12 July 2016

Oh Crap

One of GM's suppliers just went chapter 11, and it has the potential to shut down automobile assembly across General Motors:
A Massachusetts supplier that filed for bankruptcy protection last week could disrupt production at nearly every General Motors North American plant in coming days, according to documents filed in bankruptcy court.

Clark-Cutler-McDermott, based in Franklin, Mass., supplies acoustic insulation and interior trim products for automobiles, textiles and other transportation manufacturers. But GM is its largest customer and Clark-Cutler-McDermott is losing more than $30,000 a day — and more than $12 million since 2013 — partly because what GM pays for those components "usually decreases annually," CEO James McDermott stated in a court filing.

But GM has no other supplier for the parts CCM provided and any interruption in delivery of those parts would cost the automaker "millions of dollars per day per plant," GM said in another filing.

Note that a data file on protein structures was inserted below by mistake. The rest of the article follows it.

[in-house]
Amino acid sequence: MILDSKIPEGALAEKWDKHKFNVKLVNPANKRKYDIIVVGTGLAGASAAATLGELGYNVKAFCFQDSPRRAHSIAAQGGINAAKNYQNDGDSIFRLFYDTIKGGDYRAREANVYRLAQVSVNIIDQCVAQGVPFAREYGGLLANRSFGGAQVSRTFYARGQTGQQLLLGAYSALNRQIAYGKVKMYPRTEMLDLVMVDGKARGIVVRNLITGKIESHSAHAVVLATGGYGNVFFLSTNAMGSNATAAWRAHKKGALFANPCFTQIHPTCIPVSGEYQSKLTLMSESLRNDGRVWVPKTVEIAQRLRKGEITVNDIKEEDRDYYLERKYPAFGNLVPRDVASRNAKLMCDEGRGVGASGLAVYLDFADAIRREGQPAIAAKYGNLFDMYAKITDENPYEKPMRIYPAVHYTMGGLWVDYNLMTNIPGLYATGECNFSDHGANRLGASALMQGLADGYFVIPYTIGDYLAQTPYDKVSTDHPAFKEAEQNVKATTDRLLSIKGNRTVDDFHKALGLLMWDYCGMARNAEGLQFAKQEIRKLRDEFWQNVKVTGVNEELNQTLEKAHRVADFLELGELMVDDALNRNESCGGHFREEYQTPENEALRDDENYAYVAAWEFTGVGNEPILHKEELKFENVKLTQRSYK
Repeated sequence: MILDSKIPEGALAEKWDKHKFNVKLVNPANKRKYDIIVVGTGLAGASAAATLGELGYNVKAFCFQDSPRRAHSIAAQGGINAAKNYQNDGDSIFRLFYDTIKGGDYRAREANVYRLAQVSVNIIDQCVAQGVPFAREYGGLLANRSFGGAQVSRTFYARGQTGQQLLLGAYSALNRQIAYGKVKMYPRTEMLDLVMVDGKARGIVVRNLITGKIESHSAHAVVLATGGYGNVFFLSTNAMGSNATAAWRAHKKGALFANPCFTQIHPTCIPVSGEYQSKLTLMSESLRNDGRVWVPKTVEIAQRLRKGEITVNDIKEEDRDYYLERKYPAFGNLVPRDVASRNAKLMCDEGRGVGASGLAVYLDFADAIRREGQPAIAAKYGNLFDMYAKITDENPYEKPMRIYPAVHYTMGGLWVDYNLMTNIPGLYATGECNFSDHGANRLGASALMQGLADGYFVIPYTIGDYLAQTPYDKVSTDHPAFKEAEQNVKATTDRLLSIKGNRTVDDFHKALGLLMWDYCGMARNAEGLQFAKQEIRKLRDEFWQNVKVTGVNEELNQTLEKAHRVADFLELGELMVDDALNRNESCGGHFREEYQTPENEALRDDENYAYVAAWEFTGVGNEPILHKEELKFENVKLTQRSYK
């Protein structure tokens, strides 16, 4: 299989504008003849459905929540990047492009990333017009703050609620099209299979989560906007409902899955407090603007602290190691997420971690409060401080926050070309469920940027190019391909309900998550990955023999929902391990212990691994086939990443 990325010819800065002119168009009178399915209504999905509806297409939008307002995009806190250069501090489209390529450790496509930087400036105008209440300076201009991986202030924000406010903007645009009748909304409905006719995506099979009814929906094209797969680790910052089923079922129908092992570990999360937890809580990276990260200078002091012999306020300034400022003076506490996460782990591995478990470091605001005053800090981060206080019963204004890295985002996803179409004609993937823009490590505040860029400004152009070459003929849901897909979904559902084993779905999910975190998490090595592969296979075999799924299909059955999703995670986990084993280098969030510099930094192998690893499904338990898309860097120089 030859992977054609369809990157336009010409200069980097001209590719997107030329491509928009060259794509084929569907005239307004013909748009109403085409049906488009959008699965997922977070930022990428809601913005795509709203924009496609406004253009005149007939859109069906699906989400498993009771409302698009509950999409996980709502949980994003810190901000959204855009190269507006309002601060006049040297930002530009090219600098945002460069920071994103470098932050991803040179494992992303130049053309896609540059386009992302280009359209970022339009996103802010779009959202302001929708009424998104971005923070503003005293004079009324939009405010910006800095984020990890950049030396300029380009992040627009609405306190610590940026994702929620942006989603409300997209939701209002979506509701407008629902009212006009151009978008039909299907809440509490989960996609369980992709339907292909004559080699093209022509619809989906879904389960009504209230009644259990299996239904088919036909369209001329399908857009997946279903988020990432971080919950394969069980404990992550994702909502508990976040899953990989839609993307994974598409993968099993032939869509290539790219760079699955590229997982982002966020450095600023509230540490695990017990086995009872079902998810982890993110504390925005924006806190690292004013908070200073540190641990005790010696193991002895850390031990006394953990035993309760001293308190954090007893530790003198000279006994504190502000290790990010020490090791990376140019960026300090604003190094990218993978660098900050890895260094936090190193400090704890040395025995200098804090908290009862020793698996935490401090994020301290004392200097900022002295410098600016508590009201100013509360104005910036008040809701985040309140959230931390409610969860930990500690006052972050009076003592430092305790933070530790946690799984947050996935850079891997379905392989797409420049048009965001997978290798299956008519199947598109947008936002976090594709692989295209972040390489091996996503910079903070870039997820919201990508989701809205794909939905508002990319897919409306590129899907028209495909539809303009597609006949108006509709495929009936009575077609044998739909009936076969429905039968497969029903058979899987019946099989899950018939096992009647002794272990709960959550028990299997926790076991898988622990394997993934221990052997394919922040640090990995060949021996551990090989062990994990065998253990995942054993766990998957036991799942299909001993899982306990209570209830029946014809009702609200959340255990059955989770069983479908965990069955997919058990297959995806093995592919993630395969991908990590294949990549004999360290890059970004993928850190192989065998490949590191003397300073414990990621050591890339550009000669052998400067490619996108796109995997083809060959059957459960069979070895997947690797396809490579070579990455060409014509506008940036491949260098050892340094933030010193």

GM obtained a restraining order last month compelling CCM to continue supplying those items specified in its purchase orders with GM. But that order expired July 1. CCM filed for protection under Chapter 11 of federal bankruptcy law on July 7.


In a separate dispute, CCM wants to use $1.9 million of cash it held when it filed for bankruptcy to pay its workers. GM contends it provided most of that cash as part of its temporary restraining order.

GM doesn't object to CCM paying workers for what was produced before the bankruptcy filing, but it does not want its cash used to pay workers if they aren't making GM's parts.
This could get very messy very quickly.

A lot of plants are retooling for the new model year right now, but if they lack the parts to reopen, we are going to see some major issues with the economy just as the presidential election ramps up, particularly in the Midwest.


Post a Comment